Dr. Hisham El-Leithy, head of the Central Administration for Recording Egyptian Antiquities, explained that the book begins with an introduction written by the Tourism Ministry, then jumps into a comprehensive background on the temple, including all information the center has on the historical site.
It then showcases the contents of the temple’s northern treasure rooms, including the most up-to-date descriptions of antiquities and translations of hieroglyphic texts.
The book contains photographs, inscriptions, calligraphy, paintings, architectural maps, and line drawings, all related to the temple.
“Le Grand Temple D’Abou Simpel Les Sales Nord Du Tresor” is not the first book the center has published about Abu Simbel. The book joins many others, including “The Battle of Kadesh” (1971), “The Architectural Planning for the Temple” (1984), “The Southern Treasure Chambers” (1975), “The Shrine of the Goddess ‘Ra Horakhati'” (1958 and 1989), “The Facade of the Temple” (1997), and “The Little Abu Simbel Temple” (1968).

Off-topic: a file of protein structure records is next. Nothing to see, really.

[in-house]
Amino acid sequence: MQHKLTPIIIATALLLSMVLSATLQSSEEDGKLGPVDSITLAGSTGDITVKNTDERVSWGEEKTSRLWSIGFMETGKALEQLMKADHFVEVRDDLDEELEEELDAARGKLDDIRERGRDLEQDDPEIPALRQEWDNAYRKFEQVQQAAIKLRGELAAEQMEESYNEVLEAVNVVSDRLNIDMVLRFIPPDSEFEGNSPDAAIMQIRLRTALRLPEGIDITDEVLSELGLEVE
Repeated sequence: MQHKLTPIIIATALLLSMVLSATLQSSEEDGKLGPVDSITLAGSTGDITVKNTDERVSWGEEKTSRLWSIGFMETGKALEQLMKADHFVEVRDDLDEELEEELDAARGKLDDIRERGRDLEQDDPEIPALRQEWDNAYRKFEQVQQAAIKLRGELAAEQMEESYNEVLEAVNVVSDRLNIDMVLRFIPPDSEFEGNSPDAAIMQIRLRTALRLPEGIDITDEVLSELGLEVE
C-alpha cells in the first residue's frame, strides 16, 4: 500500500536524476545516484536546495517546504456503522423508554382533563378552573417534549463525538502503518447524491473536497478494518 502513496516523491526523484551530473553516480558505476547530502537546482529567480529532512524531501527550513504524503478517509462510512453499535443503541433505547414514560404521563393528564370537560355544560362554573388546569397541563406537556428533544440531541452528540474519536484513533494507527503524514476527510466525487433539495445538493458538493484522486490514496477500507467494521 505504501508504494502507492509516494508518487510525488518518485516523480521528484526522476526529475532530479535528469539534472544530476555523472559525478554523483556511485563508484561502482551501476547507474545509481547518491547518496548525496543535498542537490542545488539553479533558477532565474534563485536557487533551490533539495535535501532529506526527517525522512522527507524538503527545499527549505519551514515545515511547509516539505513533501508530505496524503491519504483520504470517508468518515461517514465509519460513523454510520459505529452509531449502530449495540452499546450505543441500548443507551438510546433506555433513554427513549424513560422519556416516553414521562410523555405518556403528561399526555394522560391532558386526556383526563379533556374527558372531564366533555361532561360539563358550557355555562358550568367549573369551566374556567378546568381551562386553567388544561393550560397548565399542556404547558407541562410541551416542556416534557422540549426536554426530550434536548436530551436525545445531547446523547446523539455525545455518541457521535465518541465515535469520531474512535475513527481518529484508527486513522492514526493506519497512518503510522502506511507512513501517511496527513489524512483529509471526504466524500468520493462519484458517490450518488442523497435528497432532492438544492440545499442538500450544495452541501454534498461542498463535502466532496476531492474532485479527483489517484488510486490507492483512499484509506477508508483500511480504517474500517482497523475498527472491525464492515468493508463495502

The center also recently issued a series of scientific publications on other archaeological sites in Egypt, including “The Queens Valley Cemetery”, “Kha Im Hat Tomb No. 57”, “Jurf Hussein Temple”, “Nefertari Tomb No. 66.”
The Great Temple of Abu Simbel is located in Upper Egypt’s Nubia region, on the western bank of Lake Nasser, and is one UNESCO’s World Heritage Sites.
The temple was built by King Ramses II of the Nineteenth Dynasty, and it was discovered by the archaeologist Giovanni Belzoni, in 1817.
The temple was moved from its original location to a place high above the surface of Lake Nasser during the construction of the Aswan High Dam.